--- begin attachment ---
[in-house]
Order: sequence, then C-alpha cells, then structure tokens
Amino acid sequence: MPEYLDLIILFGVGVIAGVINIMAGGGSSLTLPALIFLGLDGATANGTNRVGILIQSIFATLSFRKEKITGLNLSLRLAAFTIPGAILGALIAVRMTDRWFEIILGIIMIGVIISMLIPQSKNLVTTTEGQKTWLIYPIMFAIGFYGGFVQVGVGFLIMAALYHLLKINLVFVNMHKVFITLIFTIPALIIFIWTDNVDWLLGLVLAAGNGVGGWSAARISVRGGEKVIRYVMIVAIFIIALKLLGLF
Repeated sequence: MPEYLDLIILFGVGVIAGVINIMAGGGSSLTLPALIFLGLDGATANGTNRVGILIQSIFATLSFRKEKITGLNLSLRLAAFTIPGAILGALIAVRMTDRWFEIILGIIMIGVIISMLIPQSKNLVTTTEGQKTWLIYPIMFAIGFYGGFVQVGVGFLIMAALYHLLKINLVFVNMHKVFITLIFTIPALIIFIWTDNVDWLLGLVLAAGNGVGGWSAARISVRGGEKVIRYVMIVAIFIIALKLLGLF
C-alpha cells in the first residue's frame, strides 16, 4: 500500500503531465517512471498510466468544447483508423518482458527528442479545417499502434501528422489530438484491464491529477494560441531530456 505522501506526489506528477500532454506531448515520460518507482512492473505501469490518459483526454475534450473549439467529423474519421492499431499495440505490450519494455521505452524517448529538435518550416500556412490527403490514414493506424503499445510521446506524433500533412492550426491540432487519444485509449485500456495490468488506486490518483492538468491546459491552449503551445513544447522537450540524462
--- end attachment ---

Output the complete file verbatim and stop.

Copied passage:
[in-house]
Order: sequence, then C-alpha cells, then structure tokens
Amino acid sequence: MPEYLDLIILFGVGVIAGVINIMAGGGSSLTLPALIFLGLDGATANGTNRVGILIQSIFATLSFRKEKITGLNLSLRLAAFTIPGAILGALIAVRMTDRWFEIILGIIMIGVIISMLIPQSKNLVTTTEGQKTWLIYPIMFAIGFYGGFVQVGVGFLIMAALYHLLKINLVFVNMHKVFITLIFTIPALIIFIWTDNVDWLLGLVLAAGNGVGGWSAARISVRGGEKVIRYVMIVAIFIIALKLLGLF
Repeated sequence: MPEYLDLIILFGVGVIAGVINIMAGGGSSLTLPALIFLGLDGATANGTNRVGILIQSIFATLSFRKEKITGLNLSLRLAAFTIPGAILGALIAVRMTDRWFEIILGIIMIGVIISMLIPQSKNLVTTTEGQKTWLIYPIMFAIGFYGGFVQVGVGFLIMAALYHLLKINLVFVNMHKVFITLIFTIPALIIFIWTDNVDWLLGLVLAAGNGVGGWSAARISVRGGEKVIRYVMIVAIFIIALKLLGLF
C-alpha cells in the first residue's frame, strides 16, 4: 500500500503531465517512471498510466468544447483508423518482458527528442479545417499502434501528422489530438484491464491529477494560441531530456 505522501506526489506528477500532454506531448515520460518507482512492473505501469490518459483526454475534450473549439467529423474519421492499431499495440505490450519494455521505452524517448529538435518550416500556412490527403490514414493506424503499445510521446506524433500533412492550426491540432487519444485509449485500456495490468488506486490518483492538468491546459491552449503551445513544447522537450540524462